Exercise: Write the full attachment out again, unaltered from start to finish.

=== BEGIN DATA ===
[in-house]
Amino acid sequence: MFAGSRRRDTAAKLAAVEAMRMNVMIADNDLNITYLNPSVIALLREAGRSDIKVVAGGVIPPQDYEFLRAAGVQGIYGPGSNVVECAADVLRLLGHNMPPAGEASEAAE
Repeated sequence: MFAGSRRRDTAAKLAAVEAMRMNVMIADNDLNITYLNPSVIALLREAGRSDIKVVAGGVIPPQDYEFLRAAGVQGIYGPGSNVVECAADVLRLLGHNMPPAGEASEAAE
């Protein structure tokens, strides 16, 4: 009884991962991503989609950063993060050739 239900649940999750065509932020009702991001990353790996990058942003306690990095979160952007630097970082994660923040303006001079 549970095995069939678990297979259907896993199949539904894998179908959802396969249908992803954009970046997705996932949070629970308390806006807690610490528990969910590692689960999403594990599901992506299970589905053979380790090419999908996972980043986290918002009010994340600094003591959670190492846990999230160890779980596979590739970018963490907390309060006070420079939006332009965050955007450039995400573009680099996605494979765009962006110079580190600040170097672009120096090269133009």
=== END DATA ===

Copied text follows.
[in-house]
Amino acid sequence: MFAGSRRRDTAAKLAAVEAMRMNVMIADNDLNITYLNPSVIALLREAGRSDIKVVAGGVIPPQDYEFLRAAGVQGIYGPGSNVVECAADVLRLLGHNMPPAGEASEAAE
Repeated sequence: MFAGSRRRDTAAKLAAVEAMRMNVMIADNDLNITYLNPSVIALLREAGRSDIKVVAGGVIPPQDYEFLRAAGVQGIYGPGSNVVECAADVLRLLGHNMPPAGEASEAAE
């Protein structure tokens, strides 16, 4: 009884991962991503989609950063993060050739 239900649940999750065509932020009702991001990353790996990058942003306690990095979160952007630097970082994660923040303006001079 549970095995069939678990297979259907896993199949539904894998179908959802396969249908992803954009970046997705996932949070629970308390806006807690610490528990969910590692689960999403594990599901992506299970589905053979380790090419999908996972980043986290918002009010994340600094003591959670190492846990999230160890779980596979590739970018963490907390309060006070420079939006332009965050955007450039995400573009680099996605494979765009962006110079580190600040170097672009120096090269133009």